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over the weekend, i almost became a victim of a man-in-the-middle attack. while staying in castro urdiales, i changed into a different hotel on friday. the hotel had free (password protected) wireless internet, as many hotels do have. what was different to other hotels was what happened when i wanted to check my emails via imaps, i.e. imap over ssl, which means that my communication with my email servers are encrypted. my email program informed me that the cerficiates changed and asked me whether i want to store the new certificate. this happened for both imap servers i’m using, namely my own and the one of my institute. i was somewhat surprised – sometimes the institute’s server gets a new certificate, but my own server? without me, the admin, doing anything? i checked the certificates, to find out that essentially nothing changed, except the (rsa) public key, and that the signer changed to “FortiGate CA”. fortigate is the flagship product of an american company called fortinet; this is apparently (related to) secure wireless (wlan) equipment.
part of their software/hardware seems to be something which tries to scan email. scanning unencrypted email communication (via smtp, pop3, imap, …) is easy – as there is no encryption. but they also try to check encrypted communications with email servers. for that, they have to break or circumvent encryption. the easiest way to do that is a man-in-the-middle attack: send traffic through a proxy, and in case someone wants to connect to a imaps server (identified by access to port number 993, i assume), act as if you are the imaps server, send a faked certificate including your own public key, so that the user is transmitting its data to you. then connect to the “real” imaps server and forward the data to it. works pretty well. except that suddenly, you, the client, gets presented with a different public key. if you (more precisely: your email software) stored the certificate (which includes the public key) and compares the certificate it obtains from the proxy (thinking it is the email server) with the stored one, it will note that something changed. and it will hopefully complain to you, the user, and ask you what to do. ask you whether the new certificate is acceptable or not.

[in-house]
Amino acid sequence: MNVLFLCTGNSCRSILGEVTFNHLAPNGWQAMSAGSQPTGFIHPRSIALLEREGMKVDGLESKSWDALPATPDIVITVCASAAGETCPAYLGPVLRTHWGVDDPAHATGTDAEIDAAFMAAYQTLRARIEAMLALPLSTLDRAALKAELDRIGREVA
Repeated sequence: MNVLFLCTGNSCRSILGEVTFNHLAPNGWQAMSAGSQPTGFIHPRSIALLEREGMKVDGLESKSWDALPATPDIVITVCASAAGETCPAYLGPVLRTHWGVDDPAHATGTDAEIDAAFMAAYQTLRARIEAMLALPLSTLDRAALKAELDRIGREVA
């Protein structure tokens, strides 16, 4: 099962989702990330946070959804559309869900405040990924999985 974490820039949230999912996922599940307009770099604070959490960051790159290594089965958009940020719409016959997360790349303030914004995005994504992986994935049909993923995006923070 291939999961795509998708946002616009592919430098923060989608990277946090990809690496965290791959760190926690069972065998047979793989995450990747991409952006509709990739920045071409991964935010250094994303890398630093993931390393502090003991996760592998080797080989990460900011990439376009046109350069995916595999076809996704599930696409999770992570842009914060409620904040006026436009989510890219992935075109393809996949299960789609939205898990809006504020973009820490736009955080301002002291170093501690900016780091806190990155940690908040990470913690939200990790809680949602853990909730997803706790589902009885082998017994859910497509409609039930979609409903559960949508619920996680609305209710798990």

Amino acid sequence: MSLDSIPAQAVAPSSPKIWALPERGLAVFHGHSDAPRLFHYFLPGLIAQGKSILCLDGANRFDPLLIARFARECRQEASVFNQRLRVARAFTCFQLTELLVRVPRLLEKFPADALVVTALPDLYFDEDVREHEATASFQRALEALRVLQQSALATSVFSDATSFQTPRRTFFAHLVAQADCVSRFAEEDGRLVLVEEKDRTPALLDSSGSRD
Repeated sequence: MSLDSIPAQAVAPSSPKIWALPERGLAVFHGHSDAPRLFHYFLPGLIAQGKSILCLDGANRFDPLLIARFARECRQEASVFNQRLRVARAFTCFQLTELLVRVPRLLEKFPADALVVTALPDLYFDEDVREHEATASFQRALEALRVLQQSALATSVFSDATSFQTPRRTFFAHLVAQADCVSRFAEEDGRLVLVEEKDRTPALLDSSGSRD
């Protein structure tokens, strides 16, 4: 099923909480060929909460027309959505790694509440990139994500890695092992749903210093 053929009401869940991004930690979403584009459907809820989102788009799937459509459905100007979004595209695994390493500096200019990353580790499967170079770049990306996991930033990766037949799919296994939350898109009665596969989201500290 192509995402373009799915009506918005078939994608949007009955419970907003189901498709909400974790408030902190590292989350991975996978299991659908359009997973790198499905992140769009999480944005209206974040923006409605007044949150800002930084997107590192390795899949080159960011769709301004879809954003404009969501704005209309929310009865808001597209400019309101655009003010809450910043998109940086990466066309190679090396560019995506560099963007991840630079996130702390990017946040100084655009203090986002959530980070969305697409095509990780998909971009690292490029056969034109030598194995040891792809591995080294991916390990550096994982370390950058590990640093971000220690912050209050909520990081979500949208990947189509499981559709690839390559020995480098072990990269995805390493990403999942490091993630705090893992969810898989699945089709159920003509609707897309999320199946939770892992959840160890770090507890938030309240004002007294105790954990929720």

if you accept the new certificate, or the software you’re using does it for you (guess that’s “user friendly”, so you don’t have to care about stuff like certificates), the proxy server will read all your communication with the imaps server. some combinations of servers and clients will even ensure that your password is send plaintext (assuming the ssl encryption between client and server), which means that in this case, the proxy server knows your email password. in case the proxy server is used in a malicious way, someone can steal or abuse your data. (especially as passwords are often used for different accounts). more importantly, once the connection is open and you authenticated to the email server, the proxy server can use the open connection to do anything it likes with your email account – it can access all emails stored on your account on that server.
i assume (hope?) that the fortigate software/hardware is not doing this. but anyway, such behavior is very, very bad. (and it opens the question what else is analyzed by the proxy. maybe all your http connections? https seems to be unaffected, as the certificates there were still fine, at least in my case.) luckily, i was able to circumvent this by using the vpn of my university. but not everyone has access to a vpn, or knows how to use that. (and another thing which made me worry is that i don’t have a certificate for my vpn server. so in theory the proxy could also try a man-in-the-middle attack here, and circumvent my use of the vpn. but apparently they don’t, or at least not so easily: when i used the vpn, the email servers returned their “correct” certificates.
well. so what’s the morale of this story? certificates are important! be vigilant when using unknown networks, such as hotel wlans, and use vpn in case you don’t trust it. and use software which correctly checks certificates! and in case you get a warning that a certificate changed, be alert! don’t just click on “accept new certificate” to make your life easier!


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